|24 Apr 2012||#1|
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BSOD because of tdx.sys and ntoskrnl.exe, code 0x000000c5
I wasn't really doing anything when it happened. I ran a memory check, checked for updates to my network driver, and did various Malware scans, but none of these seemed to find any problems, so I'm at a loss ATM. Dump files are attached.
Intel(R) Core(TM) i3 CPU M 380 @ 2.53GHz
Sony Corporation VAIO
BIOS Date: 09/23/09 11:58:43 Ver: 08.00.10
4.00 GB Memory 3.67 GB Usable
HDD: (1) SAMSUNG HN-M500MBB (2) Ricoh SD/MMC Disk Device
Intel(R) HD Graphics
Microsoft Windows 7 Home Premium 64-bit 7601 Multiprocessor Free Service Pack 1
|My System Specs|
|24 Apr 2012||#2|
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These crashes were caused by memory corruption/exception (Cx05) probably your Avast.
I would remove and replace Avast with MSE and then run the 2 tests below.
Avast can be a contributing cause of BSOD'S . Please remove and replace with Microsoft Security Essentials AT LEAST TO TEST
Microsoft Security Essentials - Free Antivirus for Windows
Please run these two tests to verify your memory and find which driver is causing the problem.
* If you are overclocking anything reset to default before running these tests.
In other words STOP!!!
* If you have a Raid update its Driver.
*Download a copy of Memtest86 and burn the ISO to a CD using Iso Recorder or another ISO burning program. Memtest86+ - Advanced Memory Diagnostic Tool
*Boot from the CD, and leave it running for at least 5-7 passes.
Just remember, any time Memtest reports errors, it can be either bad RAM or a bad motherboard slot.
Test the sticks individually, and if you find a good one, test it in all slots.
Any errors are indicative of a memory problem.
If a known good stick fails in a motherboard slot it is probably the slot.
Using Driver Verifier is an iffy proposition.
Most times it'll crash and it'll tell you what the driver is.
But sometimes it'll crash and won't tell you the driver.
Other times it'll crash before you can log in to Windows.
If you can't get to Safe Mode, then you'll have to resort to offline editing of the registry to disable Driver Verifier.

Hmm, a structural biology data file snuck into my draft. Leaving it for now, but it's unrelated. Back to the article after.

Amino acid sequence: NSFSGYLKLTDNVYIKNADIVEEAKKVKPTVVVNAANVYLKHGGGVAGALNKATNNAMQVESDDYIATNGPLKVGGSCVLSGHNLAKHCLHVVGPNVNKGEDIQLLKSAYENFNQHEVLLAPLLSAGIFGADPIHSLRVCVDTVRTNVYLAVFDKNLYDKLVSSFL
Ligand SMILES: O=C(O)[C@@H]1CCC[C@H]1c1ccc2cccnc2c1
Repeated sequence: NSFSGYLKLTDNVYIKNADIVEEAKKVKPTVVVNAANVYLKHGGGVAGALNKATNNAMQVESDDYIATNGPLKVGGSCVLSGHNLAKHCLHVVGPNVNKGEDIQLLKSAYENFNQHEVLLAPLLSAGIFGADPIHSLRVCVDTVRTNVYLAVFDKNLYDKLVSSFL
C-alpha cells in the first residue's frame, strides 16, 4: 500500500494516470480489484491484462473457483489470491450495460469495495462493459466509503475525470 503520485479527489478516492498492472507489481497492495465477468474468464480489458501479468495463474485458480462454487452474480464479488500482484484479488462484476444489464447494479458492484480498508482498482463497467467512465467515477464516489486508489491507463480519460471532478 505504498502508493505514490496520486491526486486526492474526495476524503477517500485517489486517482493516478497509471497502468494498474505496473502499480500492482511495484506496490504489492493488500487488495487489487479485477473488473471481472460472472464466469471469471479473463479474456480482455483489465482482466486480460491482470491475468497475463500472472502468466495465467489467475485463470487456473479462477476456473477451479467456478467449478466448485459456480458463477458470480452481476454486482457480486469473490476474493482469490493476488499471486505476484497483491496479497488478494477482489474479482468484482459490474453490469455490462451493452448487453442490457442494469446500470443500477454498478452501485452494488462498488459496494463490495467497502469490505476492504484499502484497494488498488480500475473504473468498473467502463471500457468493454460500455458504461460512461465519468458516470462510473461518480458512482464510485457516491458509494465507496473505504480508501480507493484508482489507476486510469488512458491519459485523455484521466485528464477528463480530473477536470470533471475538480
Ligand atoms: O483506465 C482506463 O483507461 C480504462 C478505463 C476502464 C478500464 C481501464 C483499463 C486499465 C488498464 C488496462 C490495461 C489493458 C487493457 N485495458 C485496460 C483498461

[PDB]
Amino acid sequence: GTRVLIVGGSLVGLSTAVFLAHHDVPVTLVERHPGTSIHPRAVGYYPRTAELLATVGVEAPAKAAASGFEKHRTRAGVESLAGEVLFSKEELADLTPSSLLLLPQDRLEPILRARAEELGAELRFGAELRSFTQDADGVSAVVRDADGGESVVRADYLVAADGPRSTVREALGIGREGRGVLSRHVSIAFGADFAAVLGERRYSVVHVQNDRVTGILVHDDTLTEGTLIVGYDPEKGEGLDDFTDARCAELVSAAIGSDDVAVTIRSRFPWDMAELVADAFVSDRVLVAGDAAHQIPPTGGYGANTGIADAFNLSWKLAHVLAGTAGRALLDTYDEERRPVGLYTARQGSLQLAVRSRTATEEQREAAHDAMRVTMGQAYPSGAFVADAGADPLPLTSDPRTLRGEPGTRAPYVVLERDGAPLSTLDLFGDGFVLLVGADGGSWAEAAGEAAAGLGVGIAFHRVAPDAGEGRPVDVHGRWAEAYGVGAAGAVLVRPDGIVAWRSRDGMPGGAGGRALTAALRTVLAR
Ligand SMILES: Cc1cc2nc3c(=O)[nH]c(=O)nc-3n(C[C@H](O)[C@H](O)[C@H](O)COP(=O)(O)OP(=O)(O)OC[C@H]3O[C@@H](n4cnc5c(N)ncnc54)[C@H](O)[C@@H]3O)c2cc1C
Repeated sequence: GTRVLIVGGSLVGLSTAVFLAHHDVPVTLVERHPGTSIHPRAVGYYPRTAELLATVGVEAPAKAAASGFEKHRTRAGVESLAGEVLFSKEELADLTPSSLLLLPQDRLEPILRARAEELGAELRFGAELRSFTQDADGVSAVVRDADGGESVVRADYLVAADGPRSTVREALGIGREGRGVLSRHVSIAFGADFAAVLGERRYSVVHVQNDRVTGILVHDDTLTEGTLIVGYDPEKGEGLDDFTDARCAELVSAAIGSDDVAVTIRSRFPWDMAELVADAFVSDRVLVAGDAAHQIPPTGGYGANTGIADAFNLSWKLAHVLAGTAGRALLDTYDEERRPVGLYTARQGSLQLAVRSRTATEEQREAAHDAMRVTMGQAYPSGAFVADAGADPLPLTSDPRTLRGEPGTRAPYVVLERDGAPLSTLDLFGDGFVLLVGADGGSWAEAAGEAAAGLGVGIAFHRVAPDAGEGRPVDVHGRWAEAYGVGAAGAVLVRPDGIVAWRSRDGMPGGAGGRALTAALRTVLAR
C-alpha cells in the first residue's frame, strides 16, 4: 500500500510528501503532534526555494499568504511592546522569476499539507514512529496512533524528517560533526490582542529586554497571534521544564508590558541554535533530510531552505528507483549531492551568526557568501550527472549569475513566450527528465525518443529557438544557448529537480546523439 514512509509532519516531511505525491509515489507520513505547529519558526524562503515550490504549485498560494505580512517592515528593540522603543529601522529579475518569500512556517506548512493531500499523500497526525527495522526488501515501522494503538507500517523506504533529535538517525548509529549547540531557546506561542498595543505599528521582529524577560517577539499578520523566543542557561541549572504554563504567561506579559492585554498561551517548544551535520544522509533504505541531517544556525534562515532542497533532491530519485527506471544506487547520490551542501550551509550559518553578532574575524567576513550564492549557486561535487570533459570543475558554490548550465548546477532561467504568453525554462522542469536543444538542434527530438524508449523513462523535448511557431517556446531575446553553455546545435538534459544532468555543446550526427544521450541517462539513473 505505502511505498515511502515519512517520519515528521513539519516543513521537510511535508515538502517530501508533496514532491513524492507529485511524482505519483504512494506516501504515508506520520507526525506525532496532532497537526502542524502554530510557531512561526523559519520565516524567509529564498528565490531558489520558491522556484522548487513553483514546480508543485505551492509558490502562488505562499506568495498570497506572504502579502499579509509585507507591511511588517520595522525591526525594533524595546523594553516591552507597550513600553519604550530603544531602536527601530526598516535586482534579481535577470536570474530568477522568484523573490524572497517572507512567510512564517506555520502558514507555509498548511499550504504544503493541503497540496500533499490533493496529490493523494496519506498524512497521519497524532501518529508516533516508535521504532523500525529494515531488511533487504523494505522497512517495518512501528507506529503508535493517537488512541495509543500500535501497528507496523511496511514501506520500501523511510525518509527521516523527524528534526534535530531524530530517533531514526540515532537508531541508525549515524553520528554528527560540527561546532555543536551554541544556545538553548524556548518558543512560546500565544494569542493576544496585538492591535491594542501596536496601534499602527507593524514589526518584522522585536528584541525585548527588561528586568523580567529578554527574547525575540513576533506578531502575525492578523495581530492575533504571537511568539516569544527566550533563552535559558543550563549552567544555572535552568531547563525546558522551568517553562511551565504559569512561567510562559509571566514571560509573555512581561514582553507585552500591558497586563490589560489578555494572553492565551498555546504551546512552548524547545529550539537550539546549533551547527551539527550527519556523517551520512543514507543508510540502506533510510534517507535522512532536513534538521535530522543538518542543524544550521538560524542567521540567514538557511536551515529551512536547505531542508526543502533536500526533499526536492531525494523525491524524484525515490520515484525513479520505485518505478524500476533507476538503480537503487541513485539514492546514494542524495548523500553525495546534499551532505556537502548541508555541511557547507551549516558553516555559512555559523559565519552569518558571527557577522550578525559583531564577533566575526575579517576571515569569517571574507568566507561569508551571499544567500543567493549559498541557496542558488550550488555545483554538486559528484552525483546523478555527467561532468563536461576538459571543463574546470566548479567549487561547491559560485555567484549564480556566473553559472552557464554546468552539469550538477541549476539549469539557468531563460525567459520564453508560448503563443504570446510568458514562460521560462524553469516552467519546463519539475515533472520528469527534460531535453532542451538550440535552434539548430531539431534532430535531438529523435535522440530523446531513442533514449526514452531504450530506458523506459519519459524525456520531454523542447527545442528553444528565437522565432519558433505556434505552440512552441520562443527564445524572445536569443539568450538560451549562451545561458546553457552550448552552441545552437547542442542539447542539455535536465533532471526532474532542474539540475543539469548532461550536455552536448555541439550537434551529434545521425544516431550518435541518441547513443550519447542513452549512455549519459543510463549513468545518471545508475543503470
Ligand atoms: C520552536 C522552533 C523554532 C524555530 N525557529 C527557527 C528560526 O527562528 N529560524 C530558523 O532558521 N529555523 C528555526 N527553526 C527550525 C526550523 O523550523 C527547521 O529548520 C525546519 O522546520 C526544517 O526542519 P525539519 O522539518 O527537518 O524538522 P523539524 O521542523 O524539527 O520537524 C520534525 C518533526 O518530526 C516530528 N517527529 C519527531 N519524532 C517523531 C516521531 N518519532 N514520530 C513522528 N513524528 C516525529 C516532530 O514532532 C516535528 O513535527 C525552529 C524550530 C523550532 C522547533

I'd suggest that you first backup your stuff and then make sure you've got access to another computer so you can contact us if problems arise.
Then make a System Restore point (so you can restore the system using the Vista/Windows 7 Startup Repair feature).
In Windows 7 you can make a Startup Repair disk by going to Start....All Programs...Maintenance...Create a System Repair Disc - with Windows Vista you'll have to use your installation disk or the "Repair your computer" option at the top of the Safe Mode menu .
Then, here's the procedure:
- Go to Start and type in "verifier" (without the quotes) and press Enter
- Select "Create custom settings (for code developers)" and click "Next"
- Select "Select individual settings from a full list" and click "Next"
- Select everything EXCEPT FOR "Low Resource Simulation" and click "Next"
NOTE: You can use Low Resource Simulation if you'd like.
From my limited experimentation it makes the BSOD's come faster.
- Select "Select driver names from a list" and click "Next"
Then select all drivers NOT provided by Microsoft and click "Next"
- Select "Finish" on the next page.
If you are using win 8 add these
- Concurrency Stress Test
- DDI compliance checking
Reboot the system and wait for it to crash to the Blue Screen.
Continue to use your system normally, and if you know what causes the crash, do that repeatedly.
The objective here is to get the system to crash because Driver Verifier is stressing the drivers out.
If it doesn't crash for you, then let it run for at least 36 hours of continuous operation.
Reboot into Windows (after the crash) and turn off Driver Verifier by going back in and selecting "Delete existing settings" on the first page, then locate and zip up the memory dump file and upload it with your next post.
If you can't get into Windows because it crashes too soon, try it in Safe Mode.
If you can't get into Safe Mode, try using System Restore from your installation DVD to set the system back to the previous restore point that you created.
Thanks to JGriff2 & Usasma.
Using Driver Verifier (Windows Drivers)
|My System Specs|
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